It was lovely to see MIT administrators and alumni come together to provide resources for MIT students who didn’t have plans for the summer, but I wished I had access to those remote opportunities when I struggled to find free housing every summer to support myself since I could only do unpaid internships because of my immigration status.
So during the summer of 2020, when I found out about my current AmeriCorps position with the New American Integration Program, it felt “meant to be”. The position I wanted would be at Boston Medical Center, so not only would I get to serve immigrants, it would be in a healthcare setting. In this role, I’d get to connect patients with resources to help them navigate the immigration system.
I started my service year in September 2020, working remotely even though I live only a 20-minute walk from BMC. I can’t meet with patients while they’re at the hospital, so I have to reach out to almost everyone over the phone.
But over the phone, there are moments when words aren’t enough for all the things people are going through, and all I want is to be physically present with them. To let them know that even if they feel temporarily stuck, they’re not alone.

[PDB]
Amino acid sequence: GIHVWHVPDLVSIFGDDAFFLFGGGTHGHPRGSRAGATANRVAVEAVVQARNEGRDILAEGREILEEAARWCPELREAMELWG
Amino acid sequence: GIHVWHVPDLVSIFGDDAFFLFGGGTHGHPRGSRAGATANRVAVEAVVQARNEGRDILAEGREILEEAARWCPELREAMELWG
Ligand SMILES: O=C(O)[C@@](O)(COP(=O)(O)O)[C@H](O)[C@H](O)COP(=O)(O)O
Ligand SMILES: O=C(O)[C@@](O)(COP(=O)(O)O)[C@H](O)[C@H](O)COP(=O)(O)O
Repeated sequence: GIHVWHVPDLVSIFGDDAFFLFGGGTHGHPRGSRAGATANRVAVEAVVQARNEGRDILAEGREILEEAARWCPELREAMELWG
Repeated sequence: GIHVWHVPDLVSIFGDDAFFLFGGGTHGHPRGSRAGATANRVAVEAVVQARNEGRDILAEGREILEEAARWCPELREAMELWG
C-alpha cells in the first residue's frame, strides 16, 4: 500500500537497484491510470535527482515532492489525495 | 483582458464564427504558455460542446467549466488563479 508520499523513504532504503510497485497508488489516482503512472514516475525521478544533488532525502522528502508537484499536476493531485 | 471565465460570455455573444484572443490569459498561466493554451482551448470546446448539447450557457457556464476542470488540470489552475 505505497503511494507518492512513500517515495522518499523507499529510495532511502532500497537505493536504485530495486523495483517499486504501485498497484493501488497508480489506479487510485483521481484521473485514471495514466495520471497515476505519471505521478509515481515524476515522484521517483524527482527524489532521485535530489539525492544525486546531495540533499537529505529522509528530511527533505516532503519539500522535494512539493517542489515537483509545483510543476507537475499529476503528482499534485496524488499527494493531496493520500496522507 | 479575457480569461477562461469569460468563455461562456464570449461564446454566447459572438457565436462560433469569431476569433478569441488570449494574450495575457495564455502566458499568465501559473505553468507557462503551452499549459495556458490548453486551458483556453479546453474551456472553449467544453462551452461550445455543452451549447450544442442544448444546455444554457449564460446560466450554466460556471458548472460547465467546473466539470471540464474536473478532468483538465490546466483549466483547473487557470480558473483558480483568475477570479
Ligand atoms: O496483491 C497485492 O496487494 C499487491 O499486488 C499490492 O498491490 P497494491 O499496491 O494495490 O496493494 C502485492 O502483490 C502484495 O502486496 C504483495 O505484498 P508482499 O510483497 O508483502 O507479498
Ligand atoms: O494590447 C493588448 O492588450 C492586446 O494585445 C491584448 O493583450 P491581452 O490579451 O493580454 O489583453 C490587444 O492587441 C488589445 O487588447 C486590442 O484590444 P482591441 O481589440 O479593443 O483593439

So every morning, I first have to sort through these anxieties and my own baggage. I almost never know how a call will go, but I know there isn’t a day that’ll go by where I won’t feel helpless at some point. Where I won’t hear pieces of my parents’ struggles and the uncertainty that was so familiar to me in the patients’ voices. And I think about how Mr. Borders didn’t have all the answers. He couldn’t change my immigration status to help me with college, but he could validate how unfair it all was. He’d remind me not to lose hope and to keep pushing forward.
So even though I’m limited by things outside of my control, I still have the opportunity to build relationships with the patients I get to work with.
It’s easy to downplay the power of just being there for someone, but after having spent most of 2020 being forced apart, I think we’ve all come to appreciate just how much we need the simple things. Just how much we need to connect.